Tools used by the IT administrative staff of firms to provide employees with technical support are increasingly being used by cybercriminals to launch attacks on company infrastructure, a report by cybersecurity firm Kaspersky’s Global Emergency Response team said.
Almost a third (30%) of cyber attacks investigated by the Kaspersky Global Emergency Response team in 2019 involved legitimate remote management and administration tools, Kaspersky’s new Incident Response Analytics Report found.
This should be of major concern to CIOs (Chief Information Officers) of companies.
Monitoring and management software help IT and network administrators perform their everyday tasks, such as troubleshooting. However, cybercriminals also make use of them to mount cyber attacks on a company’s infrastructure. The software allows them to run processes and access and extract sensitive information, bypassing various security controls aimed at detecting malware, Kaspersky said in a statement.
“To avoid detection and stay invisible in a compromised network for as long as possible, attackers widely used software that is developed for normal user activity, administrator tasks and system diagnostics,” Kaspersky’s Head of Global Emergency Response Team Konstantin Sapronov said, based on findings of the report.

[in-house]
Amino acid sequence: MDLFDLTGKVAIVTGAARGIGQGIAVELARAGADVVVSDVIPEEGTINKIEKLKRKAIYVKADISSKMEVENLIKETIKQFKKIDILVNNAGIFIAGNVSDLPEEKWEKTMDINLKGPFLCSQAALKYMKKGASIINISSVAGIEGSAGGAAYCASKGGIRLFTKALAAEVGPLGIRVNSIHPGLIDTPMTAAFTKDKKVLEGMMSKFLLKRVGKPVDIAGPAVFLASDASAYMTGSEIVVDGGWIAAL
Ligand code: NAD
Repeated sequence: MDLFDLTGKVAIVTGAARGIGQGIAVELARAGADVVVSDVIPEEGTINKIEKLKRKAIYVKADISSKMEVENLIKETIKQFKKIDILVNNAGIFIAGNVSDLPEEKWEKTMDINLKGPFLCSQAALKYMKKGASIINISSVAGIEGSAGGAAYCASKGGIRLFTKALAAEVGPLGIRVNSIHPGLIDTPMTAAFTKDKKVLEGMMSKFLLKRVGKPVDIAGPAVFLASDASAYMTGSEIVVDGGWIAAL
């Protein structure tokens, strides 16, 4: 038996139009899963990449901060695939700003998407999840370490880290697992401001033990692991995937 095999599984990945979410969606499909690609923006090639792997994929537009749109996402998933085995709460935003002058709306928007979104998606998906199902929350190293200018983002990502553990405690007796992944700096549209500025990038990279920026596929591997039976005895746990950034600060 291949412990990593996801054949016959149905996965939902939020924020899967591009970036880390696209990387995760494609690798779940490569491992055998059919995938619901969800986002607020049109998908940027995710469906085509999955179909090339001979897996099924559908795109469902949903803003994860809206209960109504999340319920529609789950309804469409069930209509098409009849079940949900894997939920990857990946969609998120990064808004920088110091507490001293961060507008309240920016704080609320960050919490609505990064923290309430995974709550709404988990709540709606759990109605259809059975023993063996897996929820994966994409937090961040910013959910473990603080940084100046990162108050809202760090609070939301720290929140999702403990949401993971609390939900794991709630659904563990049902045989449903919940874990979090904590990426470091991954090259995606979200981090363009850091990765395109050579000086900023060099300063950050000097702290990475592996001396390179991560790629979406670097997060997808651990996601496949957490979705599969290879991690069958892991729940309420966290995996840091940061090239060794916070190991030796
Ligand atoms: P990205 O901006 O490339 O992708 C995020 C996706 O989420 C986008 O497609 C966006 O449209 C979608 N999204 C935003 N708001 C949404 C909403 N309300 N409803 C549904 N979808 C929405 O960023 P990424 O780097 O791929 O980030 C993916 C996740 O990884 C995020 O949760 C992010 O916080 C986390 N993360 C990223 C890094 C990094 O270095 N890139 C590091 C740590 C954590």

It is difficult for security software to detect attacks perpetrated with legitimate tools as these actions could be either a cybercrime activity or a regular system administrator task, the company’s statement said. The attack is often detected only after the damage has been done.
While it is not possible for companies to exclude the use of these tools for many reasons, Sapronov said that properly deployed logging and monitoring systems would help detect suspicious activity in the network and complex attacks at early stages.
To minimise the chances of remote management software being used to penetrate infrastructure, Kaspersky has some recommendations.
•Restrict access to remote management tools from external IP addresses. Ensure that remote control interfaces can only be accessed from a limited number of endpoints.
•Enforce a strict password policy for all IT systems and deploy multi-factor authentication.
•Follow the principle of offering staff limited privileges and grant high-privileged accounts only to those who need them to fulfil their job.
As for which software tools were most widely used in the attacks, analysis of anonymised data from incident response cases showed that 18 different legitimate tools were abused by attackers including PowerShell in 25 per cent of cases, PsExec (22%) and SoftPerfect Network Scanner (14%), the Kaspersky report quoted in the statement said.